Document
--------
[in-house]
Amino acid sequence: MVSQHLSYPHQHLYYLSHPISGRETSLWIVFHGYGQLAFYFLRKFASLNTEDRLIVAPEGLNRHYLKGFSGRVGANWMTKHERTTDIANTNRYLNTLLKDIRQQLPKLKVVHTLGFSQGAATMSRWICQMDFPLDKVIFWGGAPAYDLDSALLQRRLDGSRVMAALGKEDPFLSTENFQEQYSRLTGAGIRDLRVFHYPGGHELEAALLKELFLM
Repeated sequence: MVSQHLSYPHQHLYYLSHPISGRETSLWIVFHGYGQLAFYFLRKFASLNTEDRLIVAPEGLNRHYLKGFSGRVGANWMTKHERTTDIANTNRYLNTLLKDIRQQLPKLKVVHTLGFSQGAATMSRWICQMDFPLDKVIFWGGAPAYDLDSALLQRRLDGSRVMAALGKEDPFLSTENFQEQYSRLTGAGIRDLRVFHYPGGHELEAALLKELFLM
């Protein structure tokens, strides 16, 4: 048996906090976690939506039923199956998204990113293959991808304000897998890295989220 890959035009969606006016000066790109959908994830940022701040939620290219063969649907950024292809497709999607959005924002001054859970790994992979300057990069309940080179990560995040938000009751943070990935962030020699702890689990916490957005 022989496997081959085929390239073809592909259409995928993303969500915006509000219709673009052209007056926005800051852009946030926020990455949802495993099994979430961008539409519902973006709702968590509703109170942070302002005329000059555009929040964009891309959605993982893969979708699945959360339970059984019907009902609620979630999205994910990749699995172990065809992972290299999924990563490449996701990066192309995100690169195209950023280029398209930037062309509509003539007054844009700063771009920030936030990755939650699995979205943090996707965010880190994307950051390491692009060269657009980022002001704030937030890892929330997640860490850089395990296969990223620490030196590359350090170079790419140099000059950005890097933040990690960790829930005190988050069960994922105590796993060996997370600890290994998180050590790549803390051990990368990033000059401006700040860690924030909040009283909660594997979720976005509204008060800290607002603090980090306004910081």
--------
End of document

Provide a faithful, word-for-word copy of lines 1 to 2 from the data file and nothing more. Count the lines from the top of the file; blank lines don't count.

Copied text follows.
[in-house]
Amino acid sequence: MVSQHLSYPHQHLYYLSHPISGRETSLWIVFHGYGQLAFYFLRKFASLNTEDRLIVAPEGLNRHYLKGFSGRVGANWMTKHERTTDIANTNRYLNTLLKDIRQQLPKLKVVHTLGFSQGAATMSRWICQMDFPLDKVIFWGGAPAYDLDSALLQRRLDGSRVMAALGKEDPFLSTENFQEQYSRLTGAGIRDLRVFHYPGGHELEAALLKELFLM